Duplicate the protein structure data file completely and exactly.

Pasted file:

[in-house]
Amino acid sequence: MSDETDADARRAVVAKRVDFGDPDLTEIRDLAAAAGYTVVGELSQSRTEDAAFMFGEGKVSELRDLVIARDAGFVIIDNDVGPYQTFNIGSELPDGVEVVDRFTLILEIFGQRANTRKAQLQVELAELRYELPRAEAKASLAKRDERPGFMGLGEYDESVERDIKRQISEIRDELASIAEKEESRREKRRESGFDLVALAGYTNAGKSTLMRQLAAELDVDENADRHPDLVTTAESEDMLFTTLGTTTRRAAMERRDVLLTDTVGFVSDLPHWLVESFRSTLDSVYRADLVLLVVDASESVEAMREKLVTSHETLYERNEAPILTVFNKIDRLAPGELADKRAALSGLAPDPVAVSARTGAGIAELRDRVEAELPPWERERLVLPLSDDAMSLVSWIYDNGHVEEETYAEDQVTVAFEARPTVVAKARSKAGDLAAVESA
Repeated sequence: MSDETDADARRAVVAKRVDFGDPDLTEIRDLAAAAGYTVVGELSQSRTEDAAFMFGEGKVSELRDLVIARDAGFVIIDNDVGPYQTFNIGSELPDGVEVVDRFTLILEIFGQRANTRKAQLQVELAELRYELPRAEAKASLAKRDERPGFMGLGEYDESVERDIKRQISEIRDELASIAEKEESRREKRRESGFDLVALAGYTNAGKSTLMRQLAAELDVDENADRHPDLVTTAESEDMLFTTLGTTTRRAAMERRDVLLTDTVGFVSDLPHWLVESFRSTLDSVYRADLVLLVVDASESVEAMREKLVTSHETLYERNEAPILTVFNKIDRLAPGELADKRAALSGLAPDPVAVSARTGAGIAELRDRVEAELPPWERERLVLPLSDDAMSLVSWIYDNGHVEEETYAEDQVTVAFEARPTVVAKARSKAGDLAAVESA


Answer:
[in-house]
Amino acid sequence: MSDETDADARRAVVAKRVDFGDPDLTEIRDLAAAAGYTVVGELSQSRTEDAAFMFGEGKVSELRDLVIARDAGFVIIDNDVGPYQTFNIGSELPDGVEVVDRFTLILEIFGQRANTRKAQLQVELAELRYELPRAEAKASLAKRDERPGFMGLGEYDESVERDIKRQISEIRDELASIAEKEESRREKRRESGFDLVALAGYTNAGKSTLMRQLAAELDVDENADRHPDLVTTAESEDMLFTTLGTTTRRAAMERRDVLLTDTVGFVSDLPHWLVESFRSTLDSVYRADLVLLVVDASESVEAMREKLVTSHETLYERNEAPILTVFNKIDRLAPGELADKRAALSGLAPDPVAVSARTGAGIAELRDRVEAELPPWERERLVLPLSDDAMSLVSWIYDNGHVEEETYAEDQVTVAFEARPTVVAKARSKAGDLAAVESA
Repeated sequence: MSDETDADARRAVVAKRVDFGDPDLTEIRDLAAAAGYTVVGELSQSRTEDAAFMFGEGKVSELRDLVIARDAGFVIIDNDVGPYQTFNIGSELPDGVEVVDRFTLILEIFGQRANTRKAQLQVELAELRYELPRAEAKASLAKRDERPGFMGLGEYDESVERDIKRQISEIRDELASIAEKEESRREKRRESGFDLVALAGYTNAGKSTLMRQLAAELDVDENADRHPDLVTTAESEDMLFTTLGTTTRRAAMERRDVLLTDTVGFVSDLPHWLVESFRSTLDSVYRADLVLLVVDASESVEAMREKLVTSHETLYERNEAPILTVFNKIDRLAPGELADKRAALSGLAPDPVAVSARTGAGIAELRDRVEAELPPWERERLVLPLSDDAMSLVSWIYDNGHVEEETYAEDQVTVAFEARPTVVAKARSKAGDLAAVESA